If you are into game development, you’ve probably already wondered what programming language you should use and what are some game engines options out there. Since Java is a popular language (and a popular choice for beginners) let’s look at its viability in the gaming field.
There is an opinion, circling in the professional community, that Java sucks for gaming. Game developers do not like Java because it was not originally made for game engines. Some of devs complain that you might need to write your own code even for the most basic tasks, others call the game-related frameworks poorly developed. But before we jump to any judgments let’s look at some popular games built with the use of Java. The list is actually pretty impressive.
WHAT IS THE TOP 5 GAMES CREATED IN JAVA?
- WORMS W.M.D. (a hand-drawn 2D artillery turn-based tactics video game).
- SAINTS ROW (a mission-based game with a gameplay similar to GTA).
- SIMCITY (an open-ended city-building game).
- SPIRAL KNIGHTS (an online multiplayer quest for battling monsters and collecting treasure).
- MINECRAFT (famous sandbox video game with infinite worlds).
WHAT ARE THE BEST GAME ENGINES FOR JAVA?
Though, as mentioned before, it wasn’t meant for gaming, Java language has found its way into several game engines over the years. Overall, if we are to name the most solid ones, powered by Java, it's:
- LibGdx (a cross-platform Java game development framework based on OpenGL that works on Windows, Linux, macOS, Android, your browser and iOS).
- JMonkeyEngine (made especially for modern 3D development with extensive use of shader technology).
SOME PROBLEMS OF JAVA USE FOR GAMING
Boasting powerful game engines and highly popular games built around them, Java still is not the first choice of game devs. Let’s see why.
- Garbage collector
Java's use of garbage collection is a red flag for game developers. When each game cycle has to run in 1/60th second, a non-deterministic mark-and-sweep clean up can take 0,25 seconds. For games like Counter-Strike: Global Offensive it is simply too slow.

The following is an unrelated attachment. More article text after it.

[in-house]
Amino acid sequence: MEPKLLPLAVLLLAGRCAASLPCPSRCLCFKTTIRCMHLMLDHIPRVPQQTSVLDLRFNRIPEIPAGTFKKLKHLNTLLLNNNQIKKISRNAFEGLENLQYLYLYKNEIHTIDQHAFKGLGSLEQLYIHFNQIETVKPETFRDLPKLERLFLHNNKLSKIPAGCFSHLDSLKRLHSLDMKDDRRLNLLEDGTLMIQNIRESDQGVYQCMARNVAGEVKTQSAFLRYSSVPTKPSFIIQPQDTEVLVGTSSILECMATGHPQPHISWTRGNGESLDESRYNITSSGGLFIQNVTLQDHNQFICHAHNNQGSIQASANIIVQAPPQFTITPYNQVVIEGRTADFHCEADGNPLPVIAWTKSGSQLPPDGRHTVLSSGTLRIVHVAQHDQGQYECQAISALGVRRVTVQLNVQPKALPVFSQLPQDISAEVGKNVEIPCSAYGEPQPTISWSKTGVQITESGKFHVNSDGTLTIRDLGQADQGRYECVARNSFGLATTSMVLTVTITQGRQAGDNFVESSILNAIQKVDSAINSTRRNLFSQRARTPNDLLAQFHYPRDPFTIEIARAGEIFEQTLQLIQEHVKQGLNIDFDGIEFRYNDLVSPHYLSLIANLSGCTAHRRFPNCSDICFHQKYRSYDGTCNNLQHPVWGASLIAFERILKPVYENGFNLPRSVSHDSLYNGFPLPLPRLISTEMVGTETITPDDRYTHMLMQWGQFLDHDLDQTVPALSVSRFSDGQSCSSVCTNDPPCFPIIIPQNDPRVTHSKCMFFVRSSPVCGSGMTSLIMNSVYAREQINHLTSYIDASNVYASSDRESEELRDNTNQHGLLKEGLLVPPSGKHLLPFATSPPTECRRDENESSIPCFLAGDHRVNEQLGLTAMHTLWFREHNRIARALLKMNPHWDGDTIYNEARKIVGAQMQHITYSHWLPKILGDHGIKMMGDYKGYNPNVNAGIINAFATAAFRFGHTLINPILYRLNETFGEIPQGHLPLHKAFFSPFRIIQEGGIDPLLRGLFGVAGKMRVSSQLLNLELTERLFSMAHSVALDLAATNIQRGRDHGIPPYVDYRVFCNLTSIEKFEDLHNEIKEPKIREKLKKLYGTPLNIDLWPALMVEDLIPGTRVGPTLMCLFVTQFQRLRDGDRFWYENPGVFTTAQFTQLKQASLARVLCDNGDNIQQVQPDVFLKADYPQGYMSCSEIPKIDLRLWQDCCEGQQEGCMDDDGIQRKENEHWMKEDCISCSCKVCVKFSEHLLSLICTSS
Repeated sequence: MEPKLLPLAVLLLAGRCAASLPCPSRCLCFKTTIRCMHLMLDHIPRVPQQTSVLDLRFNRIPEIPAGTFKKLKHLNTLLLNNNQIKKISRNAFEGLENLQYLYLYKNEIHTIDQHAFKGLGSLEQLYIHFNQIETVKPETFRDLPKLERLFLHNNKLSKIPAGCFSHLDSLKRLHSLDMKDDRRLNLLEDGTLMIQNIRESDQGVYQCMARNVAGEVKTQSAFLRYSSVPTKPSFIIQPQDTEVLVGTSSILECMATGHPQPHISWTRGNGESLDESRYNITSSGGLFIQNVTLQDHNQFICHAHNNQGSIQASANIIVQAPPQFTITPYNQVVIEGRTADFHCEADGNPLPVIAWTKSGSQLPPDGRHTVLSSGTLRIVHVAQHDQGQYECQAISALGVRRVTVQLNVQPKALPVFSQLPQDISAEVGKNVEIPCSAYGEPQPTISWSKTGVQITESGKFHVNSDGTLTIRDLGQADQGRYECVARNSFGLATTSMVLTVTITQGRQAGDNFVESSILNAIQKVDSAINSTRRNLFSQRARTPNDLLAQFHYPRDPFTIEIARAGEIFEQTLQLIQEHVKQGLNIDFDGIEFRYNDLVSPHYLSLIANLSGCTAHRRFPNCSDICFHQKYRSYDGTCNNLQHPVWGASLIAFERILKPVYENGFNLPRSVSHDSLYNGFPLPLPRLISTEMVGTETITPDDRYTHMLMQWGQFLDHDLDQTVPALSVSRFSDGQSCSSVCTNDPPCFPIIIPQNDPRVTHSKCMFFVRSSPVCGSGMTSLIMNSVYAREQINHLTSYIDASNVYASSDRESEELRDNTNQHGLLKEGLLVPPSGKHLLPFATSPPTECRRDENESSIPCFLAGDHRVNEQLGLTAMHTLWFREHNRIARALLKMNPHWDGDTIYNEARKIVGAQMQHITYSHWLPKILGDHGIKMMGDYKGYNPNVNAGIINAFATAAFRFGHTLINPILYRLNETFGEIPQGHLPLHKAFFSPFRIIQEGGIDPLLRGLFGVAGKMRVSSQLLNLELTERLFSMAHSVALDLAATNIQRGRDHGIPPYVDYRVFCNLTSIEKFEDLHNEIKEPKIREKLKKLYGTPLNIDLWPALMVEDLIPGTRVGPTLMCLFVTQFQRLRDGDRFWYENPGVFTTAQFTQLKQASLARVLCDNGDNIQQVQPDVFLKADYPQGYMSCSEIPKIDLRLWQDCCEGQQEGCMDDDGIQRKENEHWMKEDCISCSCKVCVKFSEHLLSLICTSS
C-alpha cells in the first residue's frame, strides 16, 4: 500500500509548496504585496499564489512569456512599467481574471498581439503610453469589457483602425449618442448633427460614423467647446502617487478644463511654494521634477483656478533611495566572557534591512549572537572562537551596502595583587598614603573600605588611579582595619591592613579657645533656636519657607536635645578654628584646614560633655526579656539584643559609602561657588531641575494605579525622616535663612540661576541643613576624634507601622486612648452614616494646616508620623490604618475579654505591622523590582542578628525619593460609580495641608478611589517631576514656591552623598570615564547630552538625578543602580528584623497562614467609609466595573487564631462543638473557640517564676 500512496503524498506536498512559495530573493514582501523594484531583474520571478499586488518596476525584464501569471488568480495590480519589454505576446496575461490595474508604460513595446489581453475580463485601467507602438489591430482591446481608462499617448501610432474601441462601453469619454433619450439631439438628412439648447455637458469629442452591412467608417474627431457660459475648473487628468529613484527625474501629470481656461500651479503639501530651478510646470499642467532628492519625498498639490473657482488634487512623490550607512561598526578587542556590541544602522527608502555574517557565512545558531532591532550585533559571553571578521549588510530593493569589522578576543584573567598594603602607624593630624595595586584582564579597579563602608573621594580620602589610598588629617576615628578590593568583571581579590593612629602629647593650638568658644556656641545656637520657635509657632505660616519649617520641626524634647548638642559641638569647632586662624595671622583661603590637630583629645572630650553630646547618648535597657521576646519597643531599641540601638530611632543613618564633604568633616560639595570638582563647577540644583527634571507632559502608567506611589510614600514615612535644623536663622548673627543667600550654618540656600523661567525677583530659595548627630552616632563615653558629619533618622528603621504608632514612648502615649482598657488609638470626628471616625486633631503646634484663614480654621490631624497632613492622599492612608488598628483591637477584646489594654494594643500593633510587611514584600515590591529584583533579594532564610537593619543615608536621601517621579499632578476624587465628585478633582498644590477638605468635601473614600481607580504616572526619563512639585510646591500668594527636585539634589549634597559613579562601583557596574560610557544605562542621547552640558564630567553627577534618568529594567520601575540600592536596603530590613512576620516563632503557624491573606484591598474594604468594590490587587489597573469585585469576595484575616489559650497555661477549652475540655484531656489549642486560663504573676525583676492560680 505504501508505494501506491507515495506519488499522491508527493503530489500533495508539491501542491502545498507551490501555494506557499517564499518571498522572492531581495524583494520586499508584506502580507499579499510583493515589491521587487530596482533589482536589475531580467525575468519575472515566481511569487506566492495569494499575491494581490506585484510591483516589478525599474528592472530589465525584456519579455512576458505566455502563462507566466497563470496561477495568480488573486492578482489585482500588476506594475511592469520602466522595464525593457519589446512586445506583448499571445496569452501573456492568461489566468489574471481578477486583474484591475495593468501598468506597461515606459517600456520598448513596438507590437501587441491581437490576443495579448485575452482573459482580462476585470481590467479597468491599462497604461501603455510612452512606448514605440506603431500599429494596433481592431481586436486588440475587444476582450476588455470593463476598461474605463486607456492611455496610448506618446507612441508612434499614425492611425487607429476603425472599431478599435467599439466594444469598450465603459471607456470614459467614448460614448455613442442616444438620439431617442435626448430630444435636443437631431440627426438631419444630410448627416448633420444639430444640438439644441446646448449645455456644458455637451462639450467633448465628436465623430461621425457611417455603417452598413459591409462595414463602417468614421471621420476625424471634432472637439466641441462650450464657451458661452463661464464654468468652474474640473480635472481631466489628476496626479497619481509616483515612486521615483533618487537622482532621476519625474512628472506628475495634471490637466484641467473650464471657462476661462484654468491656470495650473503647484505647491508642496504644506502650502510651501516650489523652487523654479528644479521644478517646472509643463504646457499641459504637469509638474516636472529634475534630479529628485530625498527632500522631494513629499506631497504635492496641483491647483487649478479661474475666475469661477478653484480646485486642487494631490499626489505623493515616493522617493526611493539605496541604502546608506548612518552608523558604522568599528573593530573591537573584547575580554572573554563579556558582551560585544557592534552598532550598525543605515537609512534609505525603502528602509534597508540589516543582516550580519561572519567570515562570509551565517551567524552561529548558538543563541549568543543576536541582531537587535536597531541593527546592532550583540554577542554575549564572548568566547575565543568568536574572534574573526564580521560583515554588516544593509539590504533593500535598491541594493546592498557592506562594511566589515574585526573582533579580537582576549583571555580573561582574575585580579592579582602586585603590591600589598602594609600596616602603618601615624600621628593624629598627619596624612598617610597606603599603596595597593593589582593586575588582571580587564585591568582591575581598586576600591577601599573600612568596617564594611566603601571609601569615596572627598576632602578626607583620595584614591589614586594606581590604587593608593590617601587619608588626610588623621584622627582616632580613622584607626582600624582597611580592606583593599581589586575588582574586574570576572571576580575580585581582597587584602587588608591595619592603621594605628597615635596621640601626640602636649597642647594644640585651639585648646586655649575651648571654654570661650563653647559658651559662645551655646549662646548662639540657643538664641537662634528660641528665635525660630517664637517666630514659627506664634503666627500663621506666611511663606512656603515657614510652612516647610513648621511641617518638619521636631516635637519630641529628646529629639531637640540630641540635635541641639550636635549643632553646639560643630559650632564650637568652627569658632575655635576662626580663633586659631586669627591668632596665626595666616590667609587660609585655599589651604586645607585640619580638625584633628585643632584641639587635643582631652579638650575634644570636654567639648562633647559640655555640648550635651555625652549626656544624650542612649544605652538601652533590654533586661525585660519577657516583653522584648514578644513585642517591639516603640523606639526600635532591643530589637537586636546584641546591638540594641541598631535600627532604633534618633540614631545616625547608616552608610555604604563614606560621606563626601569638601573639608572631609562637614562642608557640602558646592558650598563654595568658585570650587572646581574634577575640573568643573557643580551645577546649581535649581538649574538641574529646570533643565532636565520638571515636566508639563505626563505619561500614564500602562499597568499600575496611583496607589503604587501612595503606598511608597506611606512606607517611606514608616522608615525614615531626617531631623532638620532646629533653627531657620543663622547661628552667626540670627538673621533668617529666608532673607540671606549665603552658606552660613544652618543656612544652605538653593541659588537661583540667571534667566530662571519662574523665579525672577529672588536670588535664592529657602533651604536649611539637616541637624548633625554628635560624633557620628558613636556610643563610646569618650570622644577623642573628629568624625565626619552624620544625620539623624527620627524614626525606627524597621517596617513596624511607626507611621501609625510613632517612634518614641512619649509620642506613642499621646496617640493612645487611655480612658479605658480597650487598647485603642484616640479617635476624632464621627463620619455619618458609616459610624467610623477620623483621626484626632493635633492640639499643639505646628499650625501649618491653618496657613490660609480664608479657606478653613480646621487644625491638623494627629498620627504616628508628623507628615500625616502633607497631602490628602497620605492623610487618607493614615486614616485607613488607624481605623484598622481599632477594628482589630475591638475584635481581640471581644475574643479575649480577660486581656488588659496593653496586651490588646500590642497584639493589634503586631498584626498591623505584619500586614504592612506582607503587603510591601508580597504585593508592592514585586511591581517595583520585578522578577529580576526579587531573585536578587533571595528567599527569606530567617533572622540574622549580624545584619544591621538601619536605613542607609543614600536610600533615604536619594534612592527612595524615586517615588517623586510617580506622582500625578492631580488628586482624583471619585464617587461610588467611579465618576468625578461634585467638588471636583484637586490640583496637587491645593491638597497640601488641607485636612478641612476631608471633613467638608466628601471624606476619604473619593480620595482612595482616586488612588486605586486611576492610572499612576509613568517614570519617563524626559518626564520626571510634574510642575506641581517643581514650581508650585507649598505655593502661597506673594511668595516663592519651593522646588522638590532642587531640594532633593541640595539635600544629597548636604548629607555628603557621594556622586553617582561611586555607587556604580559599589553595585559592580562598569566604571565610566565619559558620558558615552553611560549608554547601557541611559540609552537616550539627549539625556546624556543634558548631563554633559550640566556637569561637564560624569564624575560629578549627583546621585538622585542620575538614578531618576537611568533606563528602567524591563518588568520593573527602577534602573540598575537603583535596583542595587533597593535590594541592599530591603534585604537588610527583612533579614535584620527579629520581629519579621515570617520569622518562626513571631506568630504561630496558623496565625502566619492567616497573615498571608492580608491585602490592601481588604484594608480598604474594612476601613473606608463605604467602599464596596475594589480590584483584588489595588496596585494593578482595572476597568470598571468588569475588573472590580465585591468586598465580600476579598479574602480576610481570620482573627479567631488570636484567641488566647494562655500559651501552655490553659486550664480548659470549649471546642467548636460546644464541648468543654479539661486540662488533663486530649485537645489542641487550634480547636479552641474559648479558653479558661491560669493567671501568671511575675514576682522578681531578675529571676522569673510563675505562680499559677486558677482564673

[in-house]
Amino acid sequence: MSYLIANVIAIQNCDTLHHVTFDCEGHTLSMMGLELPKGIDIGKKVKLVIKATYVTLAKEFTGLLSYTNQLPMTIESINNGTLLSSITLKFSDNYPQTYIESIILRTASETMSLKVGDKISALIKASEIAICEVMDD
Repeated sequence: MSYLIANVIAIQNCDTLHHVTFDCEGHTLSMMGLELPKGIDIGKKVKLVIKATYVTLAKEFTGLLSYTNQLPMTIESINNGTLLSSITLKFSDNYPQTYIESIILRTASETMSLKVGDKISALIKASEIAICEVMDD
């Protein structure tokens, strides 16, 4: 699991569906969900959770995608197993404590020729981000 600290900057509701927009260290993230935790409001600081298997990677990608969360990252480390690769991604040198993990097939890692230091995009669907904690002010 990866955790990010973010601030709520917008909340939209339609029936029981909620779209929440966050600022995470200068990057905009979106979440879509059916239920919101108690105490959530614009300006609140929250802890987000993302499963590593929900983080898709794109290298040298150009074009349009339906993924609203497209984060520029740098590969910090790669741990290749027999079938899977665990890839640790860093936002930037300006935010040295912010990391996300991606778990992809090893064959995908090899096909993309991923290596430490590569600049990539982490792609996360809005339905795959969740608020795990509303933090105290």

- Limited 3rd party libraries
Most of the available libraries are not meant to support Java. On the other hand, Java has a huge in-built library, reducing the need for third party libraries that are not game related.
- No support for game consoles
On a positive side, Android, being a huge mobile platform, uses some form of Java. It’s a good option, but it doesn’t mean that the same Java code will work both on a PC and Android device.
- Smaller community
A majority of game programmers use C++ and often dislike Java. So, don't expect to get much help from colleagues. Another thing you shouldn’t hope for is getting a job in game development without C++ skills.
CAN I STILL USE JAVA FOR GAME DEVELOPMENT?
Well, there is a dilemma between could and should. There’s certainly no reason you couldn’t use Java for creating a game. Yes, it doesn’t have the best industry support (that would be C++), but let’s look at Minecraft. It is one of the most successful games in the history of video gaming. It was created and is still maintained in Java.
SHOULD I USE JAVA?
It depends on what type of game you are trying to build.
Java isn’t a perfect choice for high-end or e-sport video games due to some JVM (Java virtual machine) limitations. Sure, garbage collection is a good help with complex data structures, but its activity can cause performance glitches that are unacceptable in, say, League of Legends or Counter Strike.
There’s a lot of convenience features in Java (including a notable lack of pointers) that can impose performance ceilings into some other video game designs, like ones with massive draw call demands (open-world games) or programmatic, real-time 3D model manipulation (physics games).
HOW DO I USE JAVA FOR GAME DEVELOPMENT?
If you have a smaller project and such performance minuses aren’t a problem, Java can be used in two main ways:
- you can build a game from scratch, using LWJGL library for 3D or even JavaFX for 2D (just like how Minecraft was made);
- you can use available video game engines like JMonkeyEngine or LibGDX (which is actually more of a framework), which are the most “mature” and best developed engines for Java today.
The choice of Java is pretty much viable if you are not creating high-class big-budget video games (called AAA or Triple-A in the industry). In other words, if your game doesn’t have heavy graphics and endless worlds and you are determined to use Java to build it, go for it.
But, if you are looking for a full-powered and well-featured game engine, both Unreal Engine and Unity are your best bets.
Unity uses C#, which is actually not a far derivative from Java and could be learned quickly. Unreal Engine uses C++ and visual scripting called Blueprints enabling a faster drag-and-drop programming feature. Before they had some performance issues, but with recent improvements to the Blueprint compiler, it’s now similar or even faster than your typical scripting language.